Remedies For Breach Of Contract Essay
Remedies for breach of contract
Contrary to what most people might think, the solution for breach of contract is not designed to punish the guilty party, instead it is to protect and preserve the rights and reasonable expectations of the party seeking reimbursement. The purpose of the contract law is that in the event of one party not fulfilling their obligation towards the other party, the party harmed will be compensated for its losses. In most cases the standard solution for breach of contract is money reimbursement, however, in some special cases the court can assign the party to perform a specific performance or injunction. With money reimbursement the court will allow the harmed party to prove to the court the amount of money necessary to reimburse for the losses, in other words, to prove that the amount of money the harmed company is seeking will reflect the guilty company performing the contract. The innocent party has three available options to them, which include self-help remedies, judicial remedies and arbitration.
Self-help remedies centre on lawful acts, which do not involve the option of referring to the court or arbitration. The innocent party under the law may refuse to perform their obligations as stated in the contract until the other party is ready or already has performed its obligations. The solutions of termination and withholding performance are closely related to the seriousness of the breach. Other self-help remedies that the innocent party may use are: deposit penalty taken form the guilty party, set-off, lien, and enforcement of the security. In contracts that involve the sell of goods the innocent party has additional options of stoppage of transit and resale of goods.
Judicial Remedies is an option, which requires the parties to present their case before a court of expert jurisdiction. The options that are available are: to take action for damages, to sue for quantum meruit, to sue for specific performance or to sue for an injunction. In most cases the damages are given to compensate the innocent (injured) party if its expectations have not been meet or if there is a loss of bargain. The award for damages is a substitute remedy, which in common law is reflected by the monetary approach. Common law gives the option to the guilty party to either fulfil the contract or to pay the damages. The Equity law additionally gives the option of granting of specific performance and injunctions to restrain and actual or threatened breach of a negative stipulation. The plaintiff under the common law has the...
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The legal point in question is whether Leila advertisement constitutes a binding contract and that she go can back on her promise of paying the reward $50 to Julie for returning the gold chain and locket to her. Relevant principle of law relating to this issue is that an advertisement made to the world at large is considered as a unilateral offer and not an invitation to treat. The reason for this rule is that making an advertisement to the world at large, any person who follows the instructions has accepted the offer without further bargaining.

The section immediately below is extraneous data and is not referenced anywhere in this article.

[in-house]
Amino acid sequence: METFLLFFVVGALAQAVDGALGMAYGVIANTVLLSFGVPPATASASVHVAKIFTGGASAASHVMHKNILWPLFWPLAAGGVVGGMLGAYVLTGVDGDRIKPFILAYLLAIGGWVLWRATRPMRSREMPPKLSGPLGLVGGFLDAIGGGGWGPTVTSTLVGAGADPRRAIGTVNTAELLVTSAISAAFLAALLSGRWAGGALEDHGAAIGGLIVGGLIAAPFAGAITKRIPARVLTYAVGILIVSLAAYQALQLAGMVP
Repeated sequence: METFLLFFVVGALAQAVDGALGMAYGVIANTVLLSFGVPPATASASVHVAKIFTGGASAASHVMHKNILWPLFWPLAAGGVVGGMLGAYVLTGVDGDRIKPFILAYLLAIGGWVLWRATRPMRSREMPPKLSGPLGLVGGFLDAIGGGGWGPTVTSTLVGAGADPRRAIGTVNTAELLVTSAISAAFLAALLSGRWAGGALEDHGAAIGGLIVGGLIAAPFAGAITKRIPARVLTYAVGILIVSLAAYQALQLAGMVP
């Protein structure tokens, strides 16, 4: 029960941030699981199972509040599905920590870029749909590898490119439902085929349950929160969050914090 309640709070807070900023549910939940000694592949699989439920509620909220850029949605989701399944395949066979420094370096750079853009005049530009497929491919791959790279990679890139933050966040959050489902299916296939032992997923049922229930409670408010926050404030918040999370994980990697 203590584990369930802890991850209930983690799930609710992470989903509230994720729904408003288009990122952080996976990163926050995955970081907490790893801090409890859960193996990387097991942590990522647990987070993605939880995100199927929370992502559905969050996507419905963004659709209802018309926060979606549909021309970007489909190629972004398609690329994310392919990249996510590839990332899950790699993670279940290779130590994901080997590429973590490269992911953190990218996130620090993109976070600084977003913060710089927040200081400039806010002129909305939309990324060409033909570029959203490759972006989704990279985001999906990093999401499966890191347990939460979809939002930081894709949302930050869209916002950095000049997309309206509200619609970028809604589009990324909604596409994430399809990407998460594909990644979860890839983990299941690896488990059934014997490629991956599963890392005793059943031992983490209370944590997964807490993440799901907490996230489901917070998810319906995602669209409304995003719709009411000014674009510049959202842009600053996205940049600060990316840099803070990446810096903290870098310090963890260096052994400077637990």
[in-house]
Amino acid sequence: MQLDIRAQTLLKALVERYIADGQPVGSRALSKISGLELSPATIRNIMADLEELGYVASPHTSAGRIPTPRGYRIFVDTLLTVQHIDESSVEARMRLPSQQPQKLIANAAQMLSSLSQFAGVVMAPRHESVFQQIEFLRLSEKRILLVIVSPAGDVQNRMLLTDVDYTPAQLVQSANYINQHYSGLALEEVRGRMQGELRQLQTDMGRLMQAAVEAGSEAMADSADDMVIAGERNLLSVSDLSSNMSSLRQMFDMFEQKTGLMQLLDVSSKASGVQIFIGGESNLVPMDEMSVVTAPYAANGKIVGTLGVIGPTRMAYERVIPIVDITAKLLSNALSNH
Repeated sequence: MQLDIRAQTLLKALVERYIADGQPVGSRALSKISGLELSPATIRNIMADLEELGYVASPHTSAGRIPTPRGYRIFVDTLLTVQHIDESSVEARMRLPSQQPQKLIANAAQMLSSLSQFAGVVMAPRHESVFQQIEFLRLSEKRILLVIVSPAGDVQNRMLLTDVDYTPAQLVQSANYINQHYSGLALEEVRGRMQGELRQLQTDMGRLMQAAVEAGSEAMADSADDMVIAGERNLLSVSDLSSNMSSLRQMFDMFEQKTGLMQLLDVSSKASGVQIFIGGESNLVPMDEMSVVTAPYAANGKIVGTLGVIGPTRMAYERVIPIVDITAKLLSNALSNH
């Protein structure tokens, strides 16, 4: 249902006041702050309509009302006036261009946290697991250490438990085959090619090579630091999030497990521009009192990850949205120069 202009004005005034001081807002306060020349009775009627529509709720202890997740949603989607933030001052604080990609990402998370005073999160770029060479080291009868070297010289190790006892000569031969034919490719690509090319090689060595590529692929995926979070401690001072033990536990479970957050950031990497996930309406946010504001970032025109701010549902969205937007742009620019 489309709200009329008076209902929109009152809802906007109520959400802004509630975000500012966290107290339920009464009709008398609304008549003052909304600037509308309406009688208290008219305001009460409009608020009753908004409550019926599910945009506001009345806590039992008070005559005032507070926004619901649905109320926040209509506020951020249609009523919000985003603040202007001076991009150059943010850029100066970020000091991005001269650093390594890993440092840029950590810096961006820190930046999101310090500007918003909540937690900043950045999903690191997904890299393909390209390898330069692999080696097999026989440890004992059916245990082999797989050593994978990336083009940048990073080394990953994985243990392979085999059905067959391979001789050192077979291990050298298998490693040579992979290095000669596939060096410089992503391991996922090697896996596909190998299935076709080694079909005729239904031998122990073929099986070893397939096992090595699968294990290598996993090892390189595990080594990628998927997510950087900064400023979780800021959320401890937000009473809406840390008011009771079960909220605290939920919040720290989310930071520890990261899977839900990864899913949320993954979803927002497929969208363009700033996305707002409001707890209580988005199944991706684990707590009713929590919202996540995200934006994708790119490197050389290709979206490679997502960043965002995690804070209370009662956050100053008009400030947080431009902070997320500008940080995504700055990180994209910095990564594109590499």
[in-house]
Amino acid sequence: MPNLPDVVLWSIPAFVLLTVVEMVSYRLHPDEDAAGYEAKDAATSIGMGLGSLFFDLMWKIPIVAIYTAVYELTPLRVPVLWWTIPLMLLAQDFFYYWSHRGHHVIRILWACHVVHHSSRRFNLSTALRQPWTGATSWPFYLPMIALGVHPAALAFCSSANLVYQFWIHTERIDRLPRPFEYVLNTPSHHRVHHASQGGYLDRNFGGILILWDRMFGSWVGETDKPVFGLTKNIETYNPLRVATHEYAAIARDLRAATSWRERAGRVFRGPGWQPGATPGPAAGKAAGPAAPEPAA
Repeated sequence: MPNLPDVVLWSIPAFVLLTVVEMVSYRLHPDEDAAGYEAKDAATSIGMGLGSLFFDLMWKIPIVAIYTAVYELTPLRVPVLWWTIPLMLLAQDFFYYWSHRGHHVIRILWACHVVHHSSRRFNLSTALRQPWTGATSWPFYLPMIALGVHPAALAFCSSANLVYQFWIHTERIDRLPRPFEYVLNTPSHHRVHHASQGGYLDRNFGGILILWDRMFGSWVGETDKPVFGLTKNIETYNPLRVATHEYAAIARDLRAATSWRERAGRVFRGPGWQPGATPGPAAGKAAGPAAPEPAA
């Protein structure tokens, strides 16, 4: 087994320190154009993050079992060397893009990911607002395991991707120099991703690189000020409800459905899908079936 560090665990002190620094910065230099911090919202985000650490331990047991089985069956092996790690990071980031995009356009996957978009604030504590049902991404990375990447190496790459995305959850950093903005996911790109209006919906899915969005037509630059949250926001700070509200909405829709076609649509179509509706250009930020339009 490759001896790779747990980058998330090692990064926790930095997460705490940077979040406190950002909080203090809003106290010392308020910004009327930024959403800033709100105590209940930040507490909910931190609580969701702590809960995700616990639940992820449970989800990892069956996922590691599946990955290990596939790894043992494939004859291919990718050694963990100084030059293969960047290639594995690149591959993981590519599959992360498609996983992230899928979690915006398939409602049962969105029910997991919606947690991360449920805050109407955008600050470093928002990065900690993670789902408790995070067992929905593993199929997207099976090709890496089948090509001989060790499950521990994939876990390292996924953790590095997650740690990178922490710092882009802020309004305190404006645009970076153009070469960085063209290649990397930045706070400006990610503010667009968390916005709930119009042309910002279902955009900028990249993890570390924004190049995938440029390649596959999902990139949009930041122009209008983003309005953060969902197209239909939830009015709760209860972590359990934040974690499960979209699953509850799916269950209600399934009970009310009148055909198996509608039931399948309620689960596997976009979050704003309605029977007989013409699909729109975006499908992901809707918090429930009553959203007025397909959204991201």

For instance, selling a grand piano for $10,000 if any person comes to the offeror on the 1st Sunday morning of the month. In the case of Gunthing v Lynn (1831) 2B & AD 232, Lynn offered to buy a horse from Guthing under a condition that if the horse brings him luck, Guthing will pay ? 5 to Lynn. Similar to the case of Leila advertisement does not state any notice of accepting the offer by calling first. The above principle was clearly stated in the case of Carlill v Carbolic Smoke Ball Co (1893) 1 QB 256, an advertisement was also made to the world at large for paying anyone who brought the product and still got flu.
This would mean that the offer is as promise for the performance of an act made to the whole world for this case is a binding contract. The principle in the case of was further endorse in K Murugesu v Nadarajah  2 MLJ 82, one party makes a promise in return for the performance of an act. The case of Carlill v Carbolic Smoke Ball Co (IBID) is an example of executed consideration where the defendants advertised the promise of a reward for persons to use their smoke balls in a certain manner.
Applying the principle of law, it can be argue that putting an advertisement in the newspaper to the world at large is a unilateral offer. Leila will not be able to ascertain as to who will take up the offer. The person who fulfills the requirement of finding and returning the lost item to Leila is entitled to the $50 reward. Julie who found and returned the gold locket and chain is counted as an acceptance of the offer, with the consequences that a contract exists both parties.